Wednesday, November 07, 2007

Productive Thinking and Fossil Ideas

Have you ever wondered why we do what we do in life, both professionally and personally? Do you have patterns and habits you are so stuck in that you don't even know they are patterns and habits-- you simply think it is how things are done?

A new book by Tim Hurson titled 'Better Thinking (your company's future depends on it ... and so does yours)' has just been published and the Innovation Network did a sort of review. I was impressed and want to share it with you.

Hurson looks at productive thinking and how we do or do not utilize the concept. So much of how we do things in our organizations is by automatic pilot, that we can be like lemmings going off a cliff. And why? Because we are not questioning why things are done as they are, what new ideas are available, or asking for the real reasons things are done in the way they are done.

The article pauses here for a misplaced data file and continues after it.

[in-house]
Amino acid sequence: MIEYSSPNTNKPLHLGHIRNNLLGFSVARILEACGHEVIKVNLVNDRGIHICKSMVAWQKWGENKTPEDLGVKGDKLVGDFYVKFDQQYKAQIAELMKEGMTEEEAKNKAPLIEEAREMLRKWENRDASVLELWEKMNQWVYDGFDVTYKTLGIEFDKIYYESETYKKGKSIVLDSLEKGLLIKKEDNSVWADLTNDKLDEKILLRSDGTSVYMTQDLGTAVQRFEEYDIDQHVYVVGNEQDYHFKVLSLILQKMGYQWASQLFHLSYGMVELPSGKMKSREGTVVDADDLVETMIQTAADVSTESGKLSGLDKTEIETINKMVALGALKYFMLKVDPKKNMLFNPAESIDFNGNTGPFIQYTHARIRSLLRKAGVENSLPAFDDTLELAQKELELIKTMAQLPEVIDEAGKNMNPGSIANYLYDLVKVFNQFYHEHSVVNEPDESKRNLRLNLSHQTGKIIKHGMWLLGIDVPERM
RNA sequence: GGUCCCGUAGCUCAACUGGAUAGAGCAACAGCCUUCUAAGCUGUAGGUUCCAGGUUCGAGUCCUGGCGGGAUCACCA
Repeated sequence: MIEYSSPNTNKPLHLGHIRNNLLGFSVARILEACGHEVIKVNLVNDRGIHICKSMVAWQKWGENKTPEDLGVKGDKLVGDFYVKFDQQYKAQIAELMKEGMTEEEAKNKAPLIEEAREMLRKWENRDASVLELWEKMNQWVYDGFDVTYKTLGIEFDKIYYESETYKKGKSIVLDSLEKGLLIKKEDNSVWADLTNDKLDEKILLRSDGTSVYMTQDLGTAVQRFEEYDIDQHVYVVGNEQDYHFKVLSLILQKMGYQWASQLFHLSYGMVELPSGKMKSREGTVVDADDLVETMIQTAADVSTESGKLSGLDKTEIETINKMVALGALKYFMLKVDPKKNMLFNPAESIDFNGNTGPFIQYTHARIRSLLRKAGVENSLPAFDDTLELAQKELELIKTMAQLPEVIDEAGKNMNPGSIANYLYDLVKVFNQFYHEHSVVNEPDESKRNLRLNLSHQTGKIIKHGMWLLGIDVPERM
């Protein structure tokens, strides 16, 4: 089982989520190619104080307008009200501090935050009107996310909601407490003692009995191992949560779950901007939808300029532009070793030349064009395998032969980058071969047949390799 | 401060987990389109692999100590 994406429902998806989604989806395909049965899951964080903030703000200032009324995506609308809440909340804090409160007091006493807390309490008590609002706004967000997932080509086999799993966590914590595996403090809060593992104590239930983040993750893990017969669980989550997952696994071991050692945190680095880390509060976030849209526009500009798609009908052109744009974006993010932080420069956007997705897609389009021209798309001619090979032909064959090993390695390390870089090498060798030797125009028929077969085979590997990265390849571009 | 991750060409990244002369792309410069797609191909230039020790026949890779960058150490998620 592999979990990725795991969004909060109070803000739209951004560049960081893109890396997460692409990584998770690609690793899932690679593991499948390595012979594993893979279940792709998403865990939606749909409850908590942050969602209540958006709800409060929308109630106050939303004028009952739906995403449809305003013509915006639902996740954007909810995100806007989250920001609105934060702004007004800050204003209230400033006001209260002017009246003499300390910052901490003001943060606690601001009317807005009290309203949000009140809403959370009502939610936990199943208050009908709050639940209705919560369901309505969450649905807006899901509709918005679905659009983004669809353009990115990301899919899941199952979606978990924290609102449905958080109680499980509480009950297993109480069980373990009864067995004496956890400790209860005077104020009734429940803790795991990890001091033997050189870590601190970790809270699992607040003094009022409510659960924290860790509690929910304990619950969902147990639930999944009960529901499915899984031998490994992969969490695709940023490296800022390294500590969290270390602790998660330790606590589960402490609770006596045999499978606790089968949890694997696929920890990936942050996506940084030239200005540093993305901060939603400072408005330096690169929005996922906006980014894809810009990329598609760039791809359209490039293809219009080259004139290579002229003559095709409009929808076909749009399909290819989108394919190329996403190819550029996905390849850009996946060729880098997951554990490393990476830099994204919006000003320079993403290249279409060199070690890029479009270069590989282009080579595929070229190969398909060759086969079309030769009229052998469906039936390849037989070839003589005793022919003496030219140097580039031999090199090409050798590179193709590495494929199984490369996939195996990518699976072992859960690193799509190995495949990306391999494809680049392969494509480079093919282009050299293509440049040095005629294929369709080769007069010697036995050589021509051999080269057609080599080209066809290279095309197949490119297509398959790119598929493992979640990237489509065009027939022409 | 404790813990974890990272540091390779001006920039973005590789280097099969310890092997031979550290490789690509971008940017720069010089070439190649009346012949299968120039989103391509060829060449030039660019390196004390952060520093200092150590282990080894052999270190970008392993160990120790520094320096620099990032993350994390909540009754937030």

We are reactive and passive. Why not take the time to ponder, to wonder, to question?

The following is a short piece from Chapter 3 of Tim's book. This is well worth the read.

Excerpt from Chapter 3

"If you work in a large organization (unless it's Google, Apple, or the like), all your common meeting rooms are probably mini-boardrooms with tables surrounded by chairs. Why? Are you planning to have dinner? Come to think of it, why are all boardrooms modeled after private dining rooms? Why is the top row of your telephone keypad labeled 1 2 3,whereas the top row of your calculator is 7 8 9? Because both the telephone company and the calculator company say, "That's the way we do things around here."

There is plenty more where that came from. When we use lessons learned, reflective learning, and the other KM interventions in our tool kits, we begin to break through some of the 'fossil ideas' that keep us from innovating and challenging the way things are. We haven't the luxury of being stuck any longer. Why would we choose to be?

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